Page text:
Pregnancy tips for first time moms-dealing with all the information you come across
Becoming a mom for the first time? Overwhelmed? Confused? Worried? Feeling sick and tired already? Welcome to the mamas club! Whether you want it or not you officially became a mother with the moment you saw those two red lines on your pregnancy test. After all, your whole world is about to turn upside down!
However, it doesn’t have to be all so scary if you know what to expect. In this article I will give some useful pregnancy tips for first time moms on how to grow a healthy baby but without forgetting the need to lead your life in as normal way as possible.
Even if you find yourself sick of the whole 9-month drama, you will soon realise this baby is one of the best things that ever happened in your life:)
First things first: your diet
I know you must be fed up with all the information you hear and read everywhere about how anything you eat affects your baby. And although most of it is true, let’s not go mad about things.
Obviously alcohol and cigarettes are an absolute no-no, but caffeine is fine as long as you don’t overdo it (one cup of coffee a day is perfectly fine). Raw sushi is on the forbidden list due to potential bacteria but you can have sushi with any cooked fish rolled inside.
Fish such as salmon is recommended as it has a lot of omega 3 necessary for your baby’s brain development but you can’t be possibly eating this more than twice a week unless you have a lot of money to spend! (If you don’t know, salmon is not cheap at all). Plus, eating too much of a fish is also not the healthiest option as it contains traces of mercury.
So if you have a craving for a burger now and then (I know I had) then go for it! Just be careful not to become a loyal customer of McDonalds any time soon. Too much Ice cream can make you fat but it also contains calcium which helps to develop your baby’s strong bones and if you add some strawberries into them, then they become (almost) healthy. Well, at least that’s what I kept repeating myself every time I was reaching to my freezer (roughly every second day- but didn’t feel guilty at all).
So, the guidelines are basically the same as on a normal, healthy balanced diet. Eat plenty of fruits and veggies, and don’t forget about proteins and diary. More on good foods during pregnancy in here.
Be on the move
Sorry ladies, for those who hate working out: it’s been proved that regular exercise help you get through pregnancy, reduce the time of labor and get to your old shape after giving birth much quicker than if you just sit on your couch watching Netflix. Unless your doctor tells you otherwise, you should be on the move!
You don’t have to be a sports woman and exercise every day to keep it healthy. With our busy lives it’s sometimes hard to schedule an hour for a training. The most important thing during your pregnancy is just to keep moving for roughly 30 min a day and, honestly, everything counts- a walk (even if you get off one bus stop earlier and walk 10-15min to your house), dancing (must look graceful especially in 3rd trimester) and hoovering (although your partner should be doing that). Also, if you have a desk job, you don’t want to be sitting for a couple of hours without stretching your legs, so make sure you walk around every hour or so (it will also prevent swelling legs).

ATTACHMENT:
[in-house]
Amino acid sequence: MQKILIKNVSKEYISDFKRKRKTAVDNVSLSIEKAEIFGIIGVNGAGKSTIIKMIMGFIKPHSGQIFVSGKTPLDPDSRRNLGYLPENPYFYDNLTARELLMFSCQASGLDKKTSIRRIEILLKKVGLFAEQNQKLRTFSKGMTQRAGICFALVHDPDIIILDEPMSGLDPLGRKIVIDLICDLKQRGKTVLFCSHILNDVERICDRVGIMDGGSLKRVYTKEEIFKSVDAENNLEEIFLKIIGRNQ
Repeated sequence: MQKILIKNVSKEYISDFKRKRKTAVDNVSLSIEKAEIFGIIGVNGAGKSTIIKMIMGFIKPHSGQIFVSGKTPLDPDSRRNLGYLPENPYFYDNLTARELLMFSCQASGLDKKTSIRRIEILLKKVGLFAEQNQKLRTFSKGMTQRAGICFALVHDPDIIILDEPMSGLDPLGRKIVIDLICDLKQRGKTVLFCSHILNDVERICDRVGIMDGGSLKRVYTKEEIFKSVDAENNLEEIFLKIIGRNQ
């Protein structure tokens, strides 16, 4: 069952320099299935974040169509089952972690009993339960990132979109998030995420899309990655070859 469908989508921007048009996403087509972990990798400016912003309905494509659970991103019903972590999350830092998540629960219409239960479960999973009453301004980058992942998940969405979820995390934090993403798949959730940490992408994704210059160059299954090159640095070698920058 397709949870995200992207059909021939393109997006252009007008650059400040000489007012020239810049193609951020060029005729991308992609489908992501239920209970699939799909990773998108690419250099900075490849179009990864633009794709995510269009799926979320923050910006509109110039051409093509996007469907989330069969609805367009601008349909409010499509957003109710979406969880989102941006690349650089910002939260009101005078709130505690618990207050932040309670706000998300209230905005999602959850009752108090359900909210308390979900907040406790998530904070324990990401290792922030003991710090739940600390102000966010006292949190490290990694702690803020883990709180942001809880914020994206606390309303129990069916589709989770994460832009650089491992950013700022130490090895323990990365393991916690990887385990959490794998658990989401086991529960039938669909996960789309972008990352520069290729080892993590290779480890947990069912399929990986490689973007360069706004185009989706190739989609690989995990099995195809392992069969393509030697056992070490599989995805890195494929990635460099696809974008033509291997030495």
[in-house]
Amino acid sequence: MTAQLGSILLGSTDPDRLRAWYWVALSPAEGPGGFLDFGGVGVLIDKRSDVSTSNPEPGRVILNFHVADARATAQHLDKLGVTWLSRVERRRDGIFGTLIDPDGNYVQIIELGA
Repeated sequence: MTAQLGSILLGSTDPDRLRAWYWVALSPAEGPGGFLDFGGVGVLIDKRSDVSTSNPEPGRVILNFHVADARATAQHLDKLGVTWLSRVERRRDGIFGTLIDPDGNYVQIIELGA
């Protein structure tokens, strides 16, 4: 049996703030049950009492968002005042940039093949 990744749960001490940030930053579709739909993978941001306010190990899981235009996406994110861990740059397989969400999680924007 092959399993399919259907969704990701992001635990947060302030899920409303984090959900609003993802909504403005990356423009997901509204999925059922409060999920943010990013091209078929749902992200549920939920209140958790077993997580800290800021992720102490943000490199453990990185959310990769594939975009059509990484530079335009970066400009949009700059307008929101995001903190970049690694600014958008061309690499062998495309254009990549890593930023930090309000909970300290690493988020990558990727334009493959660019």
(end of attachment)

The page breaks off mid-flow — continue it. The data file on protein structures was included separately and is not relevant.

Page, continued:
I personally tried to exercise twice a week for about 45 min, using videos from YouTube where you can find plenty of short trainings specifically designed for pregnant women, from core and cardio workouts to Pilates and yoga. I must say it helped me with the fatigue, if I didn’t do them now and then I’d be taking 2-hour ‘naps’ all the time (but then again, don’t feel guilty if that’s your thing- spoiler alert- after all, these are the last months you get to sleep peacefully).
Also, listen to your body while doing any kind of work out as for some pregnant women 30 min is already too much. And remember, it’s very important to stay hydrated while exercising.
Make sure you avoid any sports that are considered dangerous in terms of falling- skiing, skating, excessive jumping or horse-riding; also restrain from doing excercises on your back when you begin your second trimester.
Above all, don’t forget about those Kegel exercise everyone is talking about (pelvic floor excercises). It will not only ease up your labour but also spice up your sexual life (if you still have any).
Vitamins are important
Prenatal vitamins should become your best friend for these 9 months as some vitamins from food are hard to get even from a well-balanced diet.
As you probably heard folic acid is one of them; it’s essential to take 400 micro-grams of folic acid tablets daily, until at least 12 weeks of your pregnancy. Because during that time your baby’s spine is developing, taking this supplement will help to prevent birth defects.